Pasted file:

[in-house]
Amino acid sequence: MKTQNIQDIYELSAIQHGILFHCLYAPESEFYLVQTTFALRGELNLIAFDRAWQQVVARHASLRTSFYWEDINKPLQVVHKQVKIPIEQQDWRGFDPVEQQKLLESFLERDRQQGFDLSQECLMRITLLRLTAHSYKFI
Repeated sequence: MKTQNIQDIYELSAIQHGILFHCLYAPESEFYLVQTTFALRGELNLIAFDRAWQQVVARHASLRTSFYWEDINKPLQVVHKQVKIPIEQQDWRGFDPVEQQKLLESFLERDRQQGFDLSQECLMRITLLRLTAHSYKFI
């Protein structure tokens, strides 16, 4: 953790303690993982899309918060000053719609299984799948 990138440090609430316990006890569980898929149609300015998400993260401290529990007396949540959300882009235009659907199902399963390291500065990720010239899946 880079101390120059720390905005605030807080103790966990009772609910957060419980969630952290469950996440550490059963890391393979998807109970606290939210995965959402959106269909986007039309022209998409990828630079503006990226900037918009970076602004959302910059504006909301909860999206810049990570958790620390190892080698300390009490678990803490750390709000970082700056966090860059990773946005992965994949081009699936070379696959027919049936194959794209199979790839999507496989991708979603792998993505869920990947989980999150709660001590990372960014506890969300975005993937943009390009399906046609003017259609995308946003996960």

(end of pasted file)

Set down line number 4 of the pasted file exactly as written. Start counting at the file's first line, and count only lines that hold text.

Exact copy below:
């Protein structure tokens, strides 16, 4: 953790303690993982899309918060000053719609299984799948 990138440090609430316990006890569980898929149609300015998400993260401290529990007396949540959300882009235009659907199902399963390291500065990720010239899946 880079101390120059720390905005605030807080103790966990009772609910957060419980969630952290469950996440550490059963890391393979998807109970606290939210995965959402959106269909986007039309022209998409990828630079503006990226900037918009970076602004959302910059504006909301909860999206810049990570958790620390190892080698300390009490678990803490750390709000970082700056966090860059990773946005992965994949081009699936070379696959027919049936194959794209199979790839999507496989991708979603792998993505869920990947989980999150709660001590990372960014506890969300975005993937943009390009399906046609003017259609995308946003996960």